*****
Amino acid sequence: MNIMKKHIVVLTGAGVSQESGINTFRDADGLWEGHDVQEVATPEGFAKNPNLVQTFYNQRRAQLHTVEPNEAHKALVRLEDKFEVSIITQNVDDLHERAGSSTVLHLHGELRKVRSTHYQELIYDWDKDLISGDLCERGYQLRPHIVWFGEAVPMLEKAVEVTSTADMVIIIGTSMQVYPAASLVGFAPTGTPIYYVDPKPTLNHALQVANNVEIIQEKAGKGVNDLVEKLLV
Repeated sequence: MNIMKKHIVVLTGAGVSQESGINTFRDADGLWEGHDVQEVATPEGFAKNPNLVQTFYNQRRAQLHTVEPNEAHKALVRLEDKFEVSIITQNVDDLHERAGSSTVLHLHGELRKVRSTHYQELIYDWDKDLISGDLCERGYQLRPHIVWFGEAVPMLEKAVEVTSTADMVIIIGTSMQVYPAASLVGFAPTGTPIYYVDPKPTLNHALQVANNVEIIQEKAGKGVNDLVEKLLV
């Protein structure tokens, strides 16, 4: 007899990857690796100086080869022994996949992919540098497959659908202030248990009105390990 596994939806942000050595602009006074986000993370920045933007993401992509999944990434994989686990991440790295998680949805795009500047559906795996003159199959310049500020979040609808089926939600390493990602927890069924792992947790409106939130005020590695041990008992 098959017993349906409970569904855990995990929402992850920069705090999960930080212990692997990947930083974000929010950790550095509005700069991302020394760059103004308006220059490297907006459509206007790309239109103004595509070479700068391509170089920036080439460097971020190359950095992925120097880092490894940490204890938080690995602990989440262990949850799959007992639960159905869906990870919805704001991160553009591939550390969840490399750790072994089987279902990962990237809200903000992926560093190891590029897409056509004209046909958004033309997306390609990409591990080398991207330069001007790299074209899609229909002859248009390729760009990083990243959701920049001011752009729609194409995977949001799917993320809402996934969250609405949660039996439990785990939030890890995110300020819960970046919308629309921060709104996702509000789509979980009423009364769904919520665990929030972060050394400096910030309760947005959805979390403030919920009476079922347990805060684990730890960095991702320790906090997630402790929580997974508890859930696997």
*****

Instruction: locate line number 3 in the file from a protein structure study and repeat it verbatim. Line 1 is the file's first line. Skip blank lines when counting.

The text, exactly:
């Protein structure tokens, strides 16, 4: 007899990857690796100086080869022994996949992919540098497959659908202030248990009105390990 596994939806942000050595602009006074986000993370920045933007993401992509999944990434994989686990991440790295998680949805795009500047559906795996003159199959310049500020979040609808089926939600390493990602927890069924792992947790409106939130005020590695041990008992 098959017993349906409970569904855990995990929402992850920069705090999960930080212990692997990947930083974000929010950790550095509005700069991302020394760059103004308006220059490297907006459509206007790309239109103004595509070479700068391509170089920036080439460097971020190359950095992925120097880092490894940490204890938080690995602990989440262990949850799959007992639960159905869906990870919805704001991160553009591939550390969840490399750790072994089987279902990962990237809200903000992926560093190891590029897409056509004209046909958004033309997306390609990409591990080398991207330069001007790299074209899609229909002859248009390729760009990083990243959701920049001011752009729609194409995977949001799917993320809402996934969250609405949660039996439990785990939030890890995110300020819960970046919308629309921060709104996702509000789509979980009423009364769904919520665990929030972060050394400096910030309760947005959805979390403030919920009476079922347990805060684990730890960095991702320790906090997630402790929580997974508890859930696997």